Renovating two bathrooms

I was especially excited about the new bathrooms and having a tub to soak in with a smoked glass panel. From the beginning, I knew the partition would not be clear glass. 

In the other bathroom, the general idea was to make a very small space feel as big and open as possible. The renovation materials are pretty simple, but the details and extra showerhead make it feel more special.

renovation materials of laminate panel and Murphy bed

A Murphy bed and storage

In the guest bedroom/office, the millwork is a combination of knotty pine and laminate, with a painted wood frame. The red laminate panel breaks up the finish and calls attention to the sliding door. They are both closets and shoe storage.

I made the open shelving in the hallway myself using laminated pieces of reclaimed wood. In a way, it’s the heart of the apartment. I knew I wanted to find a spot for these shelves and the hall was just the right fit. It turns a slice of space that wasn’t so usable into a place for display.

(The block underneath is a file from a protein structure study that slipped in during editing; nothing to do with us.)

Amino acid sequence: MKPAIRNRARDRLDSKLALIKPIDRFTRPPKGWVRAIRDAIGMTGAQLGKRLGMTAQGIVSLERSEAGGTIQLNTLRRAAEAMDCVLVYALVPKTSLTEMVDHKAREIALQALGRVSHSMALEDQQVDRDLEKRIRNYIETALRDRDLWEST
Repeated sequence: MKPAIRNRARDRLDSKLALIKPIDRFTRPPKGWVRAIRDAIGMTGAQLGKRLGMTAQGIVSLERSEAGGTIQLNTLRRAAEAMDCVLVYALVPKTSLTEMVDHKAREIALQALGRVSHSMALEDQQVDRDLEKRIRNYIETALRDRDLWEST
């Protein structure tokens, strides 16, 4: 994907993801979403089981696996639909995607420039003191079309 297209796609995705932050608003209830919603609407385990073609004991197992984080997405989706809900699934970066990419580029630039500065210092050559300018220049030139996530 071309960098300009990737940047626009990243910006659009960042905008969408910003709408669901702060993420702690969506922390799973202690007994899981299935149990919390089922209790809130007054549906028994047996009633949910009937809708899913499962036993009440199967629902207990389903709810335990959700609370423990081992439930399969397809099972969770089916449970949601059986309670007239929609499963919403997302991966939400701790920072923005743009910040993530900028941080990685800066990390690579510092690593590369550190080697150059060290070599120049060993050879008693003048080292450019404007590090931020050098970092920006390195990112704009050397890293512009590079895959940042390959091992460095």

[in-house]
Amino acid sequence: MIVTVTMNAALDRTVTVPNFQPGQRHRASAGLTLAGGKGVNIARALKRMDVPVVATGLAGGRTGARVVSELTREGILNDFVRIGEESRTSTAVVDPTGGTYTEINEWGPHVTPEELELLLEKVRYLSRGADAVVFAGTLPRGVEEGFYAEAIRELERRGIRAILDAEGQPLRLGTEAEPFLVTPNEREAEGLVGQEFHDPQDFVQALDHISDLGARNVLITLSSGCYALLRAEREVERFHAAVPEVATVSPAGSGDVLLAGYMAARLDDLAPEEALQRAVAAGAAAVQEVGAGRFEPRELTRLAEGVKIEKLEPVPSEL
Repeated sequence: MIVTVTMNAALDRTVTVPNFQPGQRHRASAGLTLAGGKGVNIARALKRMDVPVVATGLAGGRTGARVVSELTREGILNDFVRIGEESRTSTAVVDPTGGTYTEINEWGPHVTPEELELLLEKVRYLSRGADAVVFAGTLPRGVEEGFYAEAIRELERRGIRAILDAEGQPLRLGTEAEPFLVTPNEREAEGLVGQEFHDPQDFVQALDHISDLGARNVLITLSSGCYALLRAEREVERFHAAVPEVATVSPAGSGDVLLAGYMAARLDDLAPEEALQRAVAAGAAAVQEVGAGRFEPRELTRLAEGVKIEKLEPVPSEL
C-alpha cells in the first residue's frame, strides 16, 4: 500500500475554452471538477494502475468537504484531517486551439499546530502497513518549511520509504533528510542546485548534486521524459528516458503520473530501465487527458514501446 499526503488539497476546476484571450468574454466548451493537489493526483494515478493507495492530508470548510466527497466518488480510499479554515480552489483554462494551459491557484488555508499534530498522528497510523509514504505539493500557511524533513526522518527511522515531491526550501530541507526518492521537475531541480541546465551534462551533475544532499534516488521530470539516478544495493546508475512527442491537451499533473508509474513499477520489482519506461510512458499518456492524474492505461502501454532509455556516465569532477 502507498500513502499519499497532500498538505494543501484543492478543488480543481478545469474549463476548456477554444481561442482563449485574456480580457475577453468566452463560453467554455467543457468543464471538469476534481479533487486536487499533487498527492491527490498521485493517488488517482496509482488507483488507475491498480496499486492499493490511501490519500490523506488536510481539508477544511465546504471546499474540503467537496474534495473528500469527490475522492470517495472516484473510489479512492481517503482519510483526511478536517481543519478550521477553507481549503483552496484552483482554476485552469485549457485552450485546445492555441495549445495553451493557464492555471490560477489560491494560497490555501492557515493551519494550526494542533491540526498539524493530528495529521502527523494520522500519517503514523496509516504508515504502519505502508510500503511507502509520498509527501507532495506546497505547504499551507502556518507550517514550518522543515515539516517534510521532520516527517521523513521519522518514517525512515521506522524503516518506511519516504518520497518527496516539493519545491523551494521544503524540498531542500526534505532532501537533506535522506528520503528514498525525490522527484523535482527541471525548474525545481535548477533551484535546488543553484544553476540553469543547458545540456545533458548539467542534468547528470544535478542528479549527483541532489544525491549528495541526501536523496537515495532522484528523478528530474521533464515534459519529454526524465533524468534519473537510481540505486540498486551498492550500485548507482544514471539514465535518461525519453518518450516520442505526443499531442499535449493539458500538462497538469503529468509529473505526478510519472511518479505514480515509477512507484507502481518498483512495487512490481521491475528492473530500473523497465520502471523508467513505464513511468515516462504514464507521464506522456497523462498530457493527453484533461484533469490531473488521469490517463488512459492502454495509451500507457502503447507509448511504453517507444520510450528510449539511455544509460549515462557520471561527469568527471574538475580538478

Plants were always an important component. All of the artwork is from friends and acquaintances or people in my community.

My Sweeten general contractor

My Sweeten general contractor was instrumental in completing the project and helping me do all of the things I wanted to do. At the outset, I got a lot of high bids. He was the one who convinced me it could be done within my budget. 

He helped me find the millworker who did all the cabinetry. I did all the design and drawings for them, and selected all the finishes. A Murphy bed kit was purchased online and my contractor built the frame, the custom panels, and installed it.

I highly recommend working with design professionals. It’s easy to underestimate the amount of work involved. And don’t get too hung up on specific choices, sometimes it’s easier to just pick something nice that you know you like and move on. 

My new home makes me feel happy and relaxed, and it helps me focus. Living in the space has forced me to declutter and live more simply. And it’s been a good exercise to direct interests for future projects.

Thank you, Matthew, for sharing your renovation with us!

KITCHEN RESOURCES: Laminate and douglas fir cabinets: Custom by general contractor. Hardware: Rejuvenation. Concrete countertops: Trueform Concrete. Ceramic backsplash tile: Mosa. Silgranit sink: Blanco. Faucet: Kohler. Pendant lights: Verner Panton